Well, give the Raelians this much – they know how to put on a show. The group, which claims to have cloned human beings and brought them to term as healthy babies, has managed to turn a genuine scientific and ethical issue into a sideshow circus. While it is possible the Raelian Cult has the technological equipment and ability to clone a human, it is extremely unlikely and, if they have succeeded, it is morally repugnant.
In some ways, cloning animals is already old hat. Scientists have been doing it for years with sheep, mice, cows, pigs, cats and other mammals. Cloning humans would not be that different. We all start the same way – from a single fertilized egg. Using a process called nuclear transfer, scientists can remove the nucleus taken from the cell of an adult and insert it into an egg that has had its nucleus removed. With a little prodding, cell division starts and the egg, it is hoped, develops normally into an embryo, which is then transplanted into the uterus of a surrogate mother. This “reproductive” cloning procedure produces a genetically identical, but much younger version of the original person.
Another type of cloning already takes place in human beings – identical twins. Indeed, the Dionne quintuplets were clones of a fertilized egg that divided three times before the cells fell apart and grew into separate individuals. They are genetically identical, yet do they feel somehow less human because of it? Are they ostracized for not being genetically unique? Do they fight over who the “original” person is? I think not. Unfortunately, these are the sorts of concerns most often brought up when reproductive cloning is discussed in the media. Though valid questions, such concerns are ultimately red herrings at this point. There are much more disturbing issues associated with the technological procedure of reproductive human cloning that need to be addressed before such an endeavor should ever be attempted.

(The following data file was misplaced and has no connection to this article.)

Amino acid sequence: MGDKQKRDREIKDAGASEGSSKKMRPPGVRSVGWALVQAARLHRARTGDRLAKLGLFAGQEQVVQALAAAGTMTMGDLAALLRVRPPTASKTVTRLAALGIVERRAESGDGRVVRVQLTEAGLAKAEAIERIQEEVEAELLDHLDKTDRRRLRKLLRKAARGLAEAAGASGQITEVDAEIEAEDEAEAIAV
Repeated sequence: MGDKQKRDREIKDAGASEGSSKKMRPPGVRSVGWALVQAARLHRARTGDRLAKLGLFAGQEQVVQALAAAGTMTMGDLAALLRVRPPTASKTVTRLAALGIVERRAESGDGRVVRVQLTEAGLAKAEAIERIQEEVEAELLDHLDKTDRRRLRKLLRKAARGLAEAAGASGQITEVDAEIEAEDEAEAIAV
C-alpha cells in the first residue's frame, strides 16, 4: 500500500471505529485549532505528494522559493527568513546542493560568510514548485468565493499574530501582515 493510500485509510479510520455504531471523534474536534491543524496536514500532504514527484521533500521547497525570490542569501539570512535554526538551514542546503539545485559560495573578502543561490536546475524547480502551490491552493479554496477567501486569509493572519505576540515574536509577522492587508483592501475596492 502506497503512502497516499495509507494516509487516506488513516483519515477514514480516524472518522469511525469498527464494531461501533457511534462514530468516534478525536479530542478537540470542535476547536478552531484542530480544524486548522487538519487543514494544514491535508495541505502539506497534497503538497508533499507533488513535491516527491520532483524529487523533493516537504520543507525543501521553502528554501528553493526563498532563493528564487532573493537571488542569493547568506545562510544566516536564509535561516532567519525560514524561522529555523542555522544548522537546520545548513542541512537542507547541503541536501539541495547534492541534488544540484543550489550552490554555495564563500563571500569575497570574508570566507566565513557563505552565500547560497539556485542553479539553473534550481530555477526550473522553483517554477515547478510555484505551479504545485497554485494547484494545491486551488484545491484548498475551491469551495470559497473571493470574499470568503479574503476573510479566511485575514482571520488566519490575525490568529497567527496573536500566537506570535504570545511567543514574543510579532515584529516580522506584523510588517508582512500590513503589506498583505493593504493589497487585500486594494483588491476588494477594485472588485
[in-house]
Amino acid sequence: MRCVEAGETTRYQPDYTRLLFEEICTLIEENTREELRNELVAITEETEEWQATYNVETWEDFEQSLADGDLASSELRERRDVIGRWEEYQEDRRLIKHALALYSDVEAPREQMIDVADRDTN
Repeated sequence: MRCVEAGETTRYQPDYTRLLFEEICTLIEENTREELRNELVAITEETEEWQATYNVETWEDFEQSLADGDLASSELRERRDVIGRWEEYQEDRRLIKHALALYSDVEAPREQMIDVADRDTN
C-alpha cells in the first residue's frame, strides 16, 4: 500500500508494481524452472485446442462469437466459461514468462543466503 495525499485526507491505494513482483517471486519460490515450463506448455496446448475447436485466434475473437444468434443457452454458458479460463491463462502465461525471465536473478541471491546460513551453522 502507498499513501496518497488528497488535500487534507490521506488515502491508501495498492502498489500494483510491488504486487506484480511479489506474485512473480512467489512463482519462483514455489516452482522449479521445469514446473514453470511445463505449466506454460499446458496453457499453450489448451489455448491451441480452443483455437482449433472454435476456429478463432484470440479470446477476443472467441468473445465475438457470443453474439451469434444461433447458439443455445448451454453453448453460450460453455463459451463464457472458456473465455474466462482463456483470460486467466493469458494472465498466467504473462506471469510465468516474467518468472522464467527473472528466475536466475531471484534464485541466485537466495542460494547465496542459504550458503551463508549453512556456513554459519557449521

First, cloning mammals has a dismal success rate. More than 97 per cent of all such attempts fail. Many fail at the start. Others develop into embryos that are implanted into a female surrogate mother, only to be quickly miscarried. Some die shortly after birth. Some suffer from serious abnormalities. Because of these technical problems alone, we cannot seriously consider trying to clone a human at this time.
Even if a healthy birth was assured, we would still have other problems to face. Dolly the sheep, the first cloned mammal, was born with shortened “telomeres” – little bits of DNA that cap our chromosomes. Our telomeres shorten as we age, and Dolly’s were far shorter than her young age suggested – more in line, in fact, with the age of her donor. That could help explain why Dolly has developed arthritis at an early age.
Last fall, researchers also discovered that seemingly healthy cloned mice suffer from abnormalities. Analysis of genes in the livers and placentas of one group showed that up to four per cent of them were malfunctioning. Other research has found that some cloned mice die far younger than those reproduced sexually, while others become obese.
Scientists have also had difficulties cloning successive generations of mammals. Clones of clones become less and less likely to be able to produce a successive generation of clones. What would that mean for cloned humans? Would their offspring, cloned or sexually reproduced, inherit defects that would accumulate through successive generations? When there are so many questions arising from the work already performed with other mammals, it is outrageous that any group would ignore the known risks and proceed with such experiments.
There are all sorts of ethical issues raised by the prospect of human reproductive cloning. But to have a truly informed debate, we need to focus on what is most relevant to the current reality. Right now, too much of the discussion is focused on the presumed psychological effects of being a cloned human and not enough on the health risks.